The Brasher Doubloon is currently unavailable on DVD, which is a shame. While the acting by the two leads is pretty bad, and there’s a really cheesy scene at the end in which Marlowe assembles all of the suspects and explains to them who committed the murders, overall this is a pretty tight noir mystery.

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San Antonio (Dec. 28, 1945)

San Antonio, directed by David Butler (with uncredited assistance from Robert Florey and Raoul Walsh), is a journeyman effort from start to finish. A lavish, Technicolor production, the film looks great, and its stuntwork and cinematography are top-notch. The final showdown, a three-way shootout staged at nighttime in the ruins of the Alamo, is especially well-done. But San Antonio never aspires to be anything more than middlebrow entertainment. It’s a star vehicle for Errol Flynn, a showcase for a couple of musical numbers by Alexis Smith, and not much more.

Flynn plays a rancher named Clay Hardin, one of the survivors of a vicious war that has raged for years between ranch owners and the rustlers who decimate their herds by running nightly raids and then rebranding and reselling the cattle at various points along the more than 1,000 miles of border that Texas shares with Mexico. Hardin was falsely branded a criminal, and when the film begins, we find him living in Mexico in exile. He finally has in his possession evidence that could clear his name, a tally book containing records of all the illegal cattle sales made by Roy Stuart (Paul Kelly), the cattle baron of San Antonio. With the tally book and his good friend Charlie Bell (John Litel), Hardin returns to San Antonio prepared to mete out justice. Along the way, he crosses paths with a singer named Jeanne Starr (Smith), as well as her attendant Henrietta (Florence Bates) and her roly-poly manager Sacha Bozic (S.Z. Sakall, who is curiously listed in the credits as “S.Z. ‘Cuddles’ Sakall”). Bozic and Henrietta provide comic relief in helpings that are a little too large, and Jeanne provides romantic interest and a couple of songs.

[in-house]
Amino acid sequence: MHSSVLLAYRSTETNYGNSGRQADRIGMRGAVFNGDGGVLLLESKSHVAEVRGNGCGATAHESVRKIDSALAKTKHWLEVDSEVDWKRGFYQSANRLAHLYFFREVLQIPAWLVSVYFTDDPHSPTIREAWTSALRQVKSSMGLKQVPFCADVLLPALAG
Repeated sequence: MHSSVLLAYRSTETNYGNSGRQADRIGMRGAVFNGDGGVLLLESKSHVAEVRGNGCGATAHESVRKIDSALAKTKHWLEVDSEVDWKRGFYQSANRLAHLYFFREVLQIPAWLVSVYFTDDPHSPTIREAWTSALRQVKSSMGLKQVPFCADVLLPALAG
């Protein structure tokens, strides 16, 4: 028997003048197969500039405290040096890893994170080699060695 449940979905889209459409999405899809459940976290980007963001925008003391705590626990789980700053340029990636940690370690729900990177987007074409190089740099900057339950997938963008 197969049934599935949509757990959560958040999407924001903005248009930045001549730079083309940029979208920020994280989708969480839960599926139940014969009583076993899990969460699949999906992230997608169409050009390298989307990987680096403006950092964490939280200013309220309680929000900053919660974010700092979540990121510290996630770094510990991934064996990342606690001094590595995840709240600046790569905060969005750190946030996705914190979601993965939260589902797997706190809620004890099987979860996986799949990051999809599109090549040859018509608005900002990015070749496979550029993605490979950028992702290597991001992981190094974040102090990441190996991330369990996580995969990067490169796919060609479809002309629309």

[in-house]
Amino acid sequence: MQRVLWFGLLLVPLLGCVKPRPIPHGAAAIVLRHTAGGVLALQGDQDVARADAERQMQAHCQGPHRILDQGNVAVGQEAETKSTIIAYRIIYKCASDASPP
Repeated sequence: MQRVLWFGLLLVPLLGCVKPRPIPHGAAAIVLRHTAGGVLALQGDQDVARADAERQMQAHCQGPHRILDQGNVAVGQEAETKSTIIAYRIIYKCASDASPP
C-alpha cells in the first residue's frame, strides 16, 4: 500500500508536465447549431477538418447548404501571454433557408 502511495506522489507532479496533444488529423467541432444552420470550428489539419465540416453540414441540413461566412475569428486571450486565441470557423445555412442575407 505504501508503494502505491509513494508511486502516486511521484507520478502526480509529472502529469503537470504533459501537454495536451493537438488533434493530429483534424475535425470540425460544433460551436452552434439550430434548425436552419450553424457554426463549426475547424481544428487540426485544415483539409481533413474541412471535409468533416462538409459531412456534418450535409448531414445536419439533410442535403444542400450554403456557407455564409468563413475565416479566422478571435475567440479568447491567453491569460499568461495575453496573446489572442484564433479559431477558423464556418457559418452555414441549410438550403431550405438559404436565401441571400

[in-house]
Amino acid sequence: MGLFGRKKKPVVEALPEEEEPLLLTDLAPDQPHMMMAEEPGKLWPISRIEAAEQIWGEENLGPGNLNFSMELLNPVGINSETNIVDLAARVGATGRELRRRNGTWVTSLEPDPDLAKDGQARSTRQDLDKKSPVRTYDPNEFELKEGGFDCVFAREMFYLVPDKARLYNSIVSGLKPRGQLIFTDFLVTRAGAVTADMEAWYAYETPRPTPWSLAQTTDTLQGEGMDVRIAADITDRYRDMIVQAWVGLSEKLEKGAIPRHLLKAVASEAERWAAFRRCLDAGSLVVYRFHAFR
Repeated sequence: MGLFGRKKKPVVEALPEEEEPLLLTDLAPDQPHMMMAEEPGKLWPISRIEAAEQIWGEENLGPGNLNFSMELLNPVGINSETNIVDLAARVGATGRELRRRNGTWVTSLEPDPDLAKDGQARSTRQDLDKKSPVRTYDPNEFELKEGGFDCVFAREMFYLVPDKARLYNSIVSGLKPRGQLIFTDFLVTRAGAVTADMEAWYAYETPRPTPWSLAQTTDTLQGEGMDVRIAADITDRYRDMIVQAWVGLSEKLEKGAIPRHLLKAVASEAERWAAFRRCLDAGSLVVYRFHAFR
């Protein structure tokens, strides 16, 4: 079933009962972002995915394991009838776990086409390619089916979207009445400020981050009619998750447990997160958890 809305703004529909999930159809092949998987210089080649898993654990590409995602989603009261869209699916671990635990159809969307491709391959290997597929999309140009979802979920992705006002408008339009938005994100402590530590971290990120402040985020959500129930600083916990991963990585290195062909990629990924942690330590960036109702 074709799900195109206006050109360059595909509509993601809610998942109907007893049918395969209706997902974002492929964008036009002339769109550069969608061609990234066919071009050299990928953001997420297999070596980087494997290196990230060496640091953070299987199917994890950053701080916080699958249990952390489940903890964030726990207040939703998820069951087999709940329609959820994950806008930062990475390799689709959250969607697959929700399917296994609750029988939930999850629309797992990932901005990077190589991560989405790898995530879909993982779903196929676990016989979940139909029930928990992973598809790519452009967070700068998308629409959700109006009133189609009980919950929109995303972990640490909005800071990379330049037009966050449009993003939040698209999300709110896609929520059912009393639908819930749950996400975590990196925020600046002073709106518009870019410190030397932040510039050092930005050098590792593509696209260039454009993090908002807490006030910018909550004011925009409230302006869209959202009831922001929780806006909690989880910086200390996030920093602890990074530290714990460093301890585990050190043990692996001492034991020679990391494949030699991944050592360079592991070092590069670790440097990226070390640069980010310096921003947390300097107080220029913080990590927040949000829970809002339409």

This wasn’t the first time Smith appeared opposite Flynn. The two starred together in Dive Bomber (1941) and Gentleman Jim (1942). I found their chemistry in San Antonio lukewarm. For a man who was reportedly a stone-cold freak in private, Flynn is remarkably wooden in many of his roles. In San Antonio he’s still working the “dashing” angle he perfected in Captain Blood (1935) and The Adventures of Robin Hood (1938), but he looks closer to the “world weary” angle that he would later play to perfection in the excellent black and white western Rocky Mountain (1950).

San Antonio doesn’t drag, and it’s solid western entertainment. The production values are high, the action is well-staged, and Victor Francen delivers a juicy turn as a villain named Legare, but overall it’s just O.K., with a run-of-the-mill story and passable performances by the leads. If you love the music of the period, Smith’s performance of “Some Sunday Morning” will be a highlight, but if you’re a fan of more historically accurate westerns, the songs in the film date it about as badly as Flynn’s perfect coiffure and jaunty red neckerchief.